00:00

[Music]

00:01

part of our goal is that all the

00:03

students that participate on the crew

00:05

get to use this as an opportunity to

00:07

launch their careers this program has

00:11

been a huge learning experience it was

00:14

really exciting to see these companies

00:16

so supportive of jumping filmmakers I

00:19

want to tell a story through a set it

00:22

feels like you're like coming out of the

00:24

jungle and into like the neon part and I

00:26

feel like that was the perfect way to

00:28

incorporate the two worlds since we're

00:30

playing a lot with the jungle theme and

00:32

with animals the idea that they could be

00:35

wearing something reminiscent of the

00:36

animal that they're portraying is

00:38

helpful in telling the story about the

00:40

neon jungle the comedy aspect I think is

00:44

a huge part of what the short is about

00:46

and the voice-over narrator I think this

00:48

kind of sets it apart in this new

00:50

comedic way that every movie we've never

00:52

seen before

00:53

[Music]

00:57

it's super important for programs like

01:00

coca-cola refreshing films to exist

01:02

because it gives young filmmakers like

01:04

myself and our entire team the platform

01:06

to practice the things that we want to

01:09

do in our career

01:12

[Music]

00:00

the coca-cola of refreshing films

00:02

program is about giving us student

00:05

filmmakers a chance to make something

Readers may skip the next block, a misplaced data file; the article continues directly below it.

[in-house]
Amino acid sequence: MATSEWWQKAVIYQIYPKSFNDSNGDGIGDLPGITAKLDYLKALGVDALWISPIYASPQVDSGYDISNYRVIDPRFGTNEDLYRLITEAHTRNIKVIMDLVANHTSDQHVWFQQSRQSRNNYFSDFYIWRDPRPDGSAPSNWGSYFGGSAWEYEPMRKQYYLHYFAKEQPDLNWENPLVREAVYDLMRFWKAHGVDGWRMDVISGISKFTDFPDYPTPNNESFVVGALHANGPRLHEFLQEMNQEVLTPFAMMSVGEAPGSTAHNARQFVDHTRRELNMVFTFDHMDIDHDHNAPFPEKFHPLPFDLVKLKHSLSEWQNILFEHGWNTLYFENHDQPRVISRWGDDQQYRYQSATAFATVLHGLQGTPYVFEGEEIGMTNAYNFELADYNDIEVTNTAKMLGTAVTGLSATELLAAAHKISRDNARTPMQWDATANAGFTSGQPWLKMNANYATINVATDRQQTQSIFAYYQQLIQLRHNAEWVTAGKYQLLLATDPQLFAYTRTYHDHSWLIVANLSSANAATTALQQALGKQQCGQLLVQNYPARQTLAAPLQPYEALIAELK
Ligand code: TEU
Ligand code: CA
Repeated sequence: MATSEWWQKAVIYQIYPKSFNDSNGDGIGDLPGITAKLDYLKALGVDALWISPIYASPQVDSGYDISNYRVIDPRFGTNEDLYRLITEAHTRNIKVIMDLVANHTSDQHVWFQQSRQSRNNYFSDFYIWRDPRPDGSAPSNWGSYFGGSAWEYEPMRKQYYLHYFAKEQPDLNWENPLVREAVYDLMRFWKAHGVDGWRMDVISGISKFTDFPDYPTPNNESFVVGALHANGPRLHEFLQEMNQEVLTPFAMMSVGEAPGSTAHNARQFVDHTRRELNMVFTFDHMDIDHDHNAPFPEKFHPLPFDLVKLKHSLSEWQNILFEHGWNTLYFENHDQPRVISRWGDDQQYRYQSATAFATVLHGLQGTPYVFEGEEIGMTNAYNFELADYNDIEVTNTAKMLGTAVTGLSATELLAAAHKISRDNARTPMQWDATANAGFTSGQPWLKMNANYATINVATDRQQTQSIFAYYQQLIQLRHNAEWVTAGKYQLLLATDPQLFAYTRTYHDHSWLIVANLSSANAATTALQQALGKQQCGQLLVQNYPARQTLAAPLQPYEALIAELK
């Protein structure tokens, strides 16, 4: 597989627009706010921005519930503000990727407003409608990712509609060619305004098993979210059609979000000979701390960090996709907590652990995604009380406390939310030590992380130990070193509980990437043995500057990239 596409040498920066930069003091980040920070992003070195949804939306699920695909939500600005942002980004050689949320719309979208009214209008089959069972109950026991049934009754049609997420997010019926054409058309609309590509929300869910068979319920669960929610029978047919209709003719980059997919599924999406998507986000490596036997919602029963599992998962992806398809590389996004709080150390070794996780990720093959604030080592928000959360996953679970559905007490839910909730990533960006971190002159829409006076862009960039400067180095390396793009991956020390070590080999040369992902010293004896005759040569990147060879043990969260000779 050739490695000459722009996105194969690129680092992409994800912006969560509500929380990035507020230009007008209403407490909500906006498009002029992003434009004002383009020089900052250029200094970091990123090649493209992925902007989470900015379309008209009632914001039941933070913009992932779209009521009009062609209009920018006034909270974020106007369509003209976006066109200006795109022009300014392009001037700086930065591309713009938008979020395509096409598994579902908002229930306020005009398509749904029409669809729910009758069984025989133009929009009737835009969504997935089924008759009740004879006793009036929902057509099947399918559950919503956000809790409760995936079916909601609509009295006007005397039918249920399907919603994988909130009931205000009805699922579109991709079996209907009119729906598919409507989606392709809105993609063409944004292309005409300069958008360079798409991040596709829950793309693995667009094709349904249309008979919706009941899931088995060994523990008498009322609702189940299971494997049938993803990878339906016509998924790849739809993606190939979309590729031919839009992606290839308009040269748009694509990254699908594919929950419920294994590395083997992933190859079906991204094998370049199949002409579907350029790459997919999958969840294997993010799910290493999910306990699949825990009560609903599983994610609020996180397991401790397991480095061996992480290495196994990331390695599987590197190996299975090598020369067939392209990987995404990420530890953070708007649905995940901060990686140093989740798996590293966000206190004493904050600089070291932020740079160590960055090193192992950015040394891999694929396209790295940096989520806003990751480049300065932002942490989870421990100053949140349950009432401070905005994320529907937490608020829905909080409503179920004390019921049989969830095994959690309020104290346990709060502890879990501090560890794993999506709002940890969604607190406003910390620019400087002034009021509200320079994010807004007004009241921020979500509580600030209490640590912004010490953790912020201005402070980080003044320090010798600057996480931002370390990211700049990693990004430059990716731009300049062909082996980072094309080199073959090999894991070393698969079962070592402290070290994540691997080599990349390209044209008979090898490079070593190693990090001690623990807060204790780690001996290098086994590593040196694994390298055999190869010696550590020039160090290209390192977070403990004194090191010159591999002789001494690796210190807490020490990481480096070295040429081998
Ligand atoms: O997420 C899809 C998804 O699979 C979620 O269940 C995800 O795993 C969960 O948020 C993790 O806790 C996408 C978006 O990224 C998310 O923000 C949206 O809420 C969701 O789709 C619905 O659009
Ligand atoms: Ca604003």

00:07

that is on a professional scale to give

00:10

us a real challenge and to make

00:11

something that a lot of people will see

00:13

action it was a great opportunity to be

00:16

creative but I thought magic it's a

00:18

concept that you can quickly relate to

00:20

the combination of popcorn and coca-cola

00:22

and go into the movies I think he's done

00:25

a really good job writing a script

00:27

that's fun and make sense and also gets

00:29

across the advertising elements that he

00:31

brings in with coca-cola

00:34

the practicality of Columbia was one of

00:37

the reasons that I chose Konya we get to

00:39

be on set almost every day for most of

00:43

the classes it's a really good

00:44

opportunity for us to practice what

00:47

people do on professional sets you want

00:49

to make it look professional make it

00:51

look cinematic and the red camera and

00:53

size lenses have been essential for that

00:54

one's choice is so key in telling a

00:57

story I mean it's subtle but at the same

00:59

time is so impactful in an artistic way

01:03

this was one of the best collaboration

01:05

that of experience so far it's a great

01:09

opportunity it could be a big exposure

01:11

for students it's so much fun

01:14

it's challenging in a really good way

01:17

everyone knows what they're doing and

01:20

they also know other people's job so the

01:22

communication is very OnPoint while

01:25

making a call at commercial it's it's

01:28

incredible there's only so many times

01:30

that you'll get to do something like

01:31

this and that's that's all invaluable

01:37

[Applause]

00:01

there's just nothing more rewarding than

00:03

seeing your vision come to life right in

00:05

front of you and seeing the camera

00:07

capture it so beautifully it's really

00:09

great to get this type of opportunity at

00:11

such a young age like I don't think we

00:12

ever thought that we would be working

00:13

with coca-cola my favorite part of being

00:16

on set is just the overall energy that

00:18

energy bleeds from the crew into the

00:21

cast and then the energy on screen just